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A Terrifying Letter Home from School February 6, 2013

Posted by irishelectionliterature in Uncategorized.
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My 8 year old brought this letter home from school earlier in the week. I had to read it a number of times just to make sure I was reading it correctly.
It really is one crazy fucked up world out there.
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Comments»

1. Starkadder - February 6, 2013

The simple thing would be to refuse to allow under-12s access
to a mobile phone, but in our-hyper-consumerist society I fear
many parents would be reluctant to take such a step.

WorldbyStorm - February 6, 2013

I agree. I’d be very loathe to give a kid under 12 a mobile. Actually I wouldn’t do it except in extraordinary circumstances. Asking for trouble.

2. TheOtherRiverR(h)ine - February 6, 2013

I’d have to re-read it again and scratch my head in bewilderment if it was in comic sans.

But yeah majorly fucked up. When I was in primary school the most dangerous thing would be playing british bulldog.

Joe - February 6, 2013

British bulldog? Tell us about that. We didn’t have it in Raheny in the 60s.

Dr. X - February 6, 2013

I think we called it “Free Pad” in 80s Mayo.

WorldbyStorm - February 6, 2013

Was that the same as relivio in the 1970s?

TheOtherRiverR(h)ine - February 7, 2013

Participants would line up on one end of the field or ground. One participant (“the bulldog”) would stand in front of the participants a distance away. He/she would then call someone by name who’d have to try and get past him to the other side of the field or ground. Once he/she got past the bulldog everyone would run to the other side. If the bulldog caught someone then that person would be the new bulldog.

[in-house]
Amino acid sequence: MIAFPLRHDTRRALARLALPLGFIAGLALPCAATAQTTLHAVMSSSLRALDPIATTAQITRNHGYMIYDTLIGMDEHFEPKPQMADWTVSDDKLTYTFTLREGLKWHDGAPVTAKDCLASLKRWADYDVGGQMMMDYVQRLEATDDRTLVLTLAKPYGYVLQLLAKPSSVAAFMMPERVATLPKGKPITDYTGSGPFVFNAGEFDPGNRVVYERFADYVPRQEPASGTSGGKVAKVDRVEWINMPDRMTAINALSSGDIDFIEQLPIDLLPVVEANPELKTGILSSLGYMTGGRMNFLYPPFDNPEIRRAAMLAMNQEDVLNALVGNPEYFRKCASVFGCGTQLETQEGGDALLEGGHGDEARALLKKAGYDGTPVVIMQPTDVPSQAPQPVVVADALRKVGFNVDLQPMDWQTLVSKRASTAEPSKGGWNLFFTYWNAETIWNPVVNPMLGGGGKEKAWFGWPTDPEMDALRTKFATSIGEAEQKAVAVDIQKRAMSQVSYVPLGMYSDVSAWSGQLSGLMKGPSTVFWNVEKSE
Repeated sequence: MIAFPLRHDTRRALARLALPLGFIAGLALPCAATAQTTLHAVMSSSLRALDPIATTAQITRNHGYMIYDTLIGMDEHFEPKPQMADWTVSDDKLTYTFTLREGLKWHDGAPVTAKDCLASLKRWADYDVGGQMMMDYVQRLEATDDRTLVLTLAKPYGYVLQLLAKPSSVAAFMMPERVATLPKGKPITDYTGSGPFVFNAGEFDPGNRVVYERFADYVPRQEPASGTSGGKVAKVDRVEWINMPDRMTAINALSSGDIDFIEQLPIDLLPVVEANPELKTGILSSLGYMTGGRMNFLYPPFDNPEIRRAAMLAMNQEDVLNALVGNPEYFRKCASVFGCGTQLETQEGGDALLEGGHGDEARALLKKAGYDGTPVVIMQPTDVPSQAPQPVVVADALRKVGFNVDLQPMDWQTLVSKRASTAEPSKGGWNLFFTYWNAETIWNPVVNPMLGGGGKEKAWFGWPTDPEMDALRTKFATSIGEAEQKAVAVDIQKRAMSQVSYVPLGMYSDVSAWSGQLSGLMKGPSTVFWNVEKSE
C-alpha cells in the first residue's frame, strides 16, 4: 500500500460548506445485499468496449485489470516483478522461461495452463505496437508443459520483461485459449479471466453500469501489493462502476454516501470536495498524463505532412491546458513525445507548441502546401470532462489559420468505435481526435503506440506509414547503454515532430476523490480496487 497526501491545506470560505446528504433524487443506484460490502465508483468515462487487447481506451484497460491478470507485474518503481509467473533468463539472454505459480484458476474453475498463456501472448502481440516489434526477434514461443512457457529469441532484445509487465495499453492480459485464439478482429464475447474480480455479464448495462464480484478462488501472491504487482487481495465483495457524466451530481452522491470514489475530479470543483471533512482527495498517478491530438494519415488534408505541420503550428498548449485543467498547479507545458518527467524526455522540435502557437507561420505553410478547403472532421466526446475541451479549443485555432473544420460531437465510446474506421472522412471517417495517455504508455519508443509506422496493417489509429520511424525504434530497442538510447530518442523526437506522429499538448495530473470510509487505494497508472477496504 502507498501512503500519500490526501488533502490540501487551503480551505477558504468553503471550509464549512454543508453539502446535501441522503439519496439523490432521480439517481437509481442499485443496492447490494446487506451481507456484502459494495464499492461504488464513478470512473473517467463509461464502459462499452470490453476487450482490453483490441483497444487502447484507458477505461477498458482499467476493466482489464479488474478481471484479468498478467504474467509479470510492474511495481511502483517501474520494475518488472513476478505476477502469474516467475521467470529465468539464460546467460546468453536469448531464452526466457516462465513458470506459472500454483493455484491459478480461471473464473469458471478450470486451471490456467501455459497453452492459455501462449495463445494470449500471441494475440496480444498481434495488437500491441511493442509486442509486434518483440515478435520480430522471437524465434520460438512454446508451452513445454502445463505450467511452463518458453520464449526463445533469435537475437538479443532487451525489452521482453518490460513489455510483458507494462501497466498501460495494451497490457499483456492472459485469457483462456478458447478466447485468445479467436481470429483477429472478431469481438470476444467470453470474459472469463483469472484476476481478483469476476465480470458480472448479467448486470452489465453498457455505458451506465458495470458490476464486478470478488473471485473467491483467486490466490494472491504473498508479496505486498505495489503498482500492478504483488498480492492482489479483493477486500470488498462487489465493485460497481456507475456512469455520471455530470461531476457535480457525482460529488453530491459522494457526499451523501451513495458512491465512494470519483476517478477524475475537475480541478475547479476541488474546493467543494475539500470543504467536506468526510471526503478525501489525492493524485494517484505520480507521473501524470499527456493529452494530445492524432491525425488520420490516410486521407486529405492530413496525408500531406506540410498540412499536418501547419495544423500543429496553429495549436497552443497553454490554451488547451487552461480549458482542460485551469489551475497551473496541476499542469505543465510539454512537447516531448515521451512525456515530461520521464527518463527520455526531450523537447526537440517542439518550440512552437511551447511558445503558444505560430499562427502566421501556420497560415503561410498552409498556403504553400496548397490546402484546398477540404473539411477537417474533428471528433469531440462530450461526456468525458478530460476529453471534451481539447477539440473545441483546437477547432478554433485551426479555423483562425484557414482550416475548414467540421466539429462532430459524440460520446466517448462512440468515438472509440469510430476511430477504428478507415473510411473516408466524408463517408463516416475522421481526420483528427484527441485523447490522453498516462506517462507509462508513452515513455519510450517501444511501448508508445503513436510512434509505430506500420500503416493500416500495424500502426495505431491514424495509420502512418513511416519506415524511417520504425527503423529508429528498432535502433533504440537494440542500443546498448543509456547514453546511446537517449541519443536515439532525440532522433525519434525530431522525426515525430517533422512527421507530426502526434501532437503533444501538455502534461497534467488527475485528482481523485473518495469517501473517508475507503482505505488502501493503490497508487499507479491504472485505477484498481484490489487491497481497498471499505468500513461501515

It was acceptable for the bulldog to drag or tackle someone to the ground hence the odd cut or bruise.

WorldbyStorm - February 7, 2013

Not quite the same as relivio then. This is from Sheffield. I’d love to know how it worked that relivio was played in across Dublin in the late 1960s and early 1970s and for all I know today too…

http://webcache.googleusercontent.com/search?q=cache:_AUEvIkHAaoJ:www.sheffieldforum.co.uk/archive/index.php/t-266709.html+&cd=1&hl=en&ct=clnk&gl=ie&client=firefox-a

LeftAtTheCross - February 7, 2013

I vaguely remember relivio.

That hide’n’seek game we called it ‘kick the can’ in Kilmacud. My kids out here in Meath call it ’40 40′.

WorldbyStorm - February 7, 2013

Relivio was great. Seriously, lots of running about. The yard in NS was composed of big square concrete areas perhaps 10 x 10 foot which made for perfect ‘bases’ or whatever.

Eamonn Crudden - February 7, 2013

When I was 12 we had a local boxing club out the country that the adults eventually got bored of supervising. We kept it going – all boys between 12-16 years old. Dangerous – but fun. Group against group boxing with no gloves and no adults. No mobiles to be called home on.

Dr.Nightdub - February 7, 2013

So basically Fight Club?

3. Blissett - February 6, 2013

There used be a thing a bit like that some of them used do in my school (im 23, so this isnt terribly long ago). Used call them ‘friendship burns’. They used scratch and scratch with a coin until it was red raw, and then pour one those ink cartridges for fountains pens on the scab. The sore would stay blue for a week or two then.
The fellas used do it more than the girls, think it was a thing of looking hard or something. Mad actually when I think back.

4. Labello - February 6, 2013

I dont know what is worse, the fact that the letter is typed in Comic Sans or the stupidity of the kids.

5. Matthew Galvin - February 6, 2013

Some points I have to raise:
1. Comic Sans
2. Scratching the shit outta your hand is incredibly stupid
3. “Inter-net” Implies this teacher knows little about the Internet, the Kids are possibly emailing, Facebook posting or Tweeting the pictures, “group texts” are a thing that I don’t think happen anymore.
4. Related to 3, a phone with access to the internet isn’t dangerous, IF the parents use the built in parental control to stop unwanted browsing or contact.
5. COMIC SANS

6. Dr. X - February 6, 2013

I was struck by the phrase “a craze that seems to have hit us”. Why “seems to have hit”? Either it has hit or it has not hit: it’s quite possible that this story is true, but it’s also possible that someone has fallen for an urban legend, and confused it with the truth.

WorldbyStorm - February 6, 2013